Companies are struggling to fill the skills shortage in mainframe development as existing staff retire and IT students are put off from the unattractive development environment, according to research.
Market research firm Vanson Bourne questioned 520 CIOs internationally about mainframe use in their enterprises, including 100 in the UK. The research, on behalf of Compuware, found that "a stagnant mainframe development environment impacts developer productivity" and in turn "reduces IT efficiency".
More than half (56 percent) of respondents said that mainframe developers - continually challenged to do more with less in a rapidly evolving IT environment - were struggling to meet the changing needs of the business. At the same time, 69 percent believed that a lack of change in the mainframe environment is turning IT graduates off from mainframe development.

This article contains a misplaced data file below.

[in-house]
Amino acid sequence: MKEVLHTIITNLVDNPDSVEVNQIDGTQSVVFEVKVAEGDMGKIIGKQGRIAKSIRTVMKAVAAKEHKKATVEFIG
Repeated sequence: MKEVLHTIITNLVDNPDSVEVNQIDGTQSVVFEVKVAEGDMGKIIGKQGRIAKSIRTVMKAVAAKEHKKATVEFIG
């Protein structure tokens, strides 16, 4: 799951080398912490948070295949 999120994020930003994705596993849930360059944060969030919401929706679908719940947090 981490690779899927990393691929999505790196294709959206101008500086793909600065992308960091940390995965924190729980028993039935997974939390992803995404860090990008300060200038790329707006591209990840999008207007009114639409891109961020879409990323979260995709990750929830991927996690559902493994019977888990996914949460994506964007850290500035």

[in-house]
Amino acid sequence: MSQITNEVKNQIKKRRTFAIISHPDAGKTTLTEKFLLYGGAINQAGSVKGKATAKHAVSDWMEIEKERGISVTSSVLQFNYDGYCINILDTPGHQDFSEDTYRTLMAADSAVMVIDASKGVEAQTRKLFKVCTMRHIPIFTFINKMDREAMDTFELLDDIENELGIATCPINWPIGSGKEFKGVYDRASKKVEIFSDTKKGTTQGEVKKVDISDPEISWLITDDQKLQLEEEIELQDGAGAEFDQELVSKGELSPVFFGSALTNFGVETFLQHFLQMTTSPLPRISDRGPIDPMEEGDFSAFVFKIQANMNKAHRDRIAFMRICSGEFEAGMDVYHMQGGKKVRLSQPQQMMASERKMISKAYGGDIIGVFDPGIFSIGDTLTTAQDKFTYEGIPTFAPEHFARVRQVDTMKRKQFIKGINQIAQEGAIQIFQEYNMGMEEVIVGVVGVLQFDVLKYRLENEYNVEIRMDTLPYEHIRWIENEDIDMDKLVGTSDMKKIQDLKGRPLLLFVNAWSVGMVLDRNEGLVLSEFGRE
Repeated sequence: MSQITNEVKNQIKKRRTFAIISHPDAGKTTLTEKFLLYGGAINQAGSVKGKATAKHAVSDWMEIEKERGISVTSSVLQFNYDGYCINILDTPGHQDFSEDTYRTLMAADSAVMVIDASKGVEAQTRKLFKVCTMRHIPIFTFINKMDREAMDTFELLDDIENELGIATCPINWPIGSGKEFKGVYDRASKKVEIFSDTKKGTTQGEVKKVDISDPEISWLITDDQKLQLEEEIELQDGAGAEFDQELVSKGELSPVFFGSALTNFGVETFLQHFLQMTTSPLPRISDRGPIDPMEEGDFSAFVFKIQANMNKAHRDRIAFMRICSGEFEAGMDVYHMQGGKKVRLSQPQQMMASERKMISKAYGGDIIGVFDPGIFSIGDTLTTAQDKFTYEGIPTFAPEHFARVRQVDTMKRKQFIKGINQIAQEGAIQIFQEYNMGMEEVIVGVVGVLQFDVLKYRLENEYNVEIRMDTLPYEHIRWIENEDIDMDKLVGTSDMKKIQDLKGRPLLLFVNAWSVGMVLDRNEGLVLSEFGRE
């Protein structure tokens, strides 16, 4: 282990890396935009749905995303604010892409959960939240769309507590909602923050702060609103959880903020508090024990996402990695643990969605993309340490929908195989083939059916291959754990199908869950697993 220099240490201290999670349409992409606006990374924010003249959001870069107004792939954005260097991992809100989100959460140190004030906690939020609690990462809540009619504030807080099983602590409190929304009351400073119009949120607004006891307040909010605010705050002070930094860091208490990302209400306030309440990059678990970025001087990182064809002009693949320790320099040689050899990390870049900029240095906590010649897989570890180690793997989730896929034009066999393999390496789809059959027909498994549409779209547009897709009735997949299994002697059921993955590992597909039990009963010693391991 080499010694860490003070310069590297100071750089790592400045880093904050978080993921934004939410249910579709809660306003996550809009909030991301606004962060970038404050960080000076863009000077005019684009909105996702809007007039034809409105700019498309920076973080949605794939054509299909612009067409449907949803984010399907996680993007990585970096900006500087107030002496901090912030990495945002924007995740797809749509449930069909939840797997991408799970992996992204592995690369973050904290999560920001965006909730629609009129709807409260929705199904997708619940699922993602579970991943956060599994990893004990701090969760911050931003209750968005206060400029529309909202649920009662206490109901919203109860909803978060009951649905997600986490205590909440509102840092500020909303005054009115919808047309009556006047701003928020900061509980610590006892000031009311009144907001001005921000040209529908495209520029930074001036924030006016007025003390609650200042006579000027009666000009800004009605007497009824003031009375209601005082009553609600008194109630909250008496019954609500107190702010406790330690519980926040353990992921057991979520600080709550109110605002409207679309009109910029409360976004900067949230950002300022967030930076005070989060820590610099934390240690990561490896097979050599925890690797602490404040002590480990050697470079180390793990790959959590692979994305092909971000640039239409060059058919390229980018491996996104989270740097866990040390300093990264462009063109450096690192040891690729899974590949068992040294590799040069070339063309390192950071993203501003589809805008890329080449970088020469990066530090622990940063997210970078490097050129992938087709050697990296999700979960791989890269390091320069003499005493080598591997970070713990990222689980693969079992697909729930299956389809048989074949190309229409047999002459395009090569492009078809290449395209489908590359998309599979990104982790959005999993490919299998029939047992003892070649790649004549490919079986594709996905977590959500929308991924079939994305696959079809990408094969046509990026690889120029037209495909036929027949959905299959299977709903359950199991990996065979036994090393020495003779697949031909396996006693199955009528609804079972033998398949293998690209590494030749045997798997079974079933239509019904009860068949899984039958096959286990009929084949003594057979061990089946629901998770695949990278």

Businesses are supporting new technology like mobility and cloud computing at a record pace, forcing mainframe teams to contend with the added workload of quickly and successfully integrating new applications with legacy mainframe applications.
Kris Manery, senior vice president and general manager of mainframe solutions at Compuware, said: "This rise in mainframe development coupled with a lack of new developers puts teams at risk of becoming less effective in supporting the applications that are critical to today's world economy."
The survey also showed that 46 percent of CIOs had no plans in place to address mainframe developer shortages. In addition, high acquisition costs (60 percent), complex integration (54 percent) and high training and implementation costs (45 percent) are preventing businesses from modernising their mainframe environment.
Computerworld recently questioned IT leaders about the lack of certain IT skills in the jobs market, and mainframe ones figured.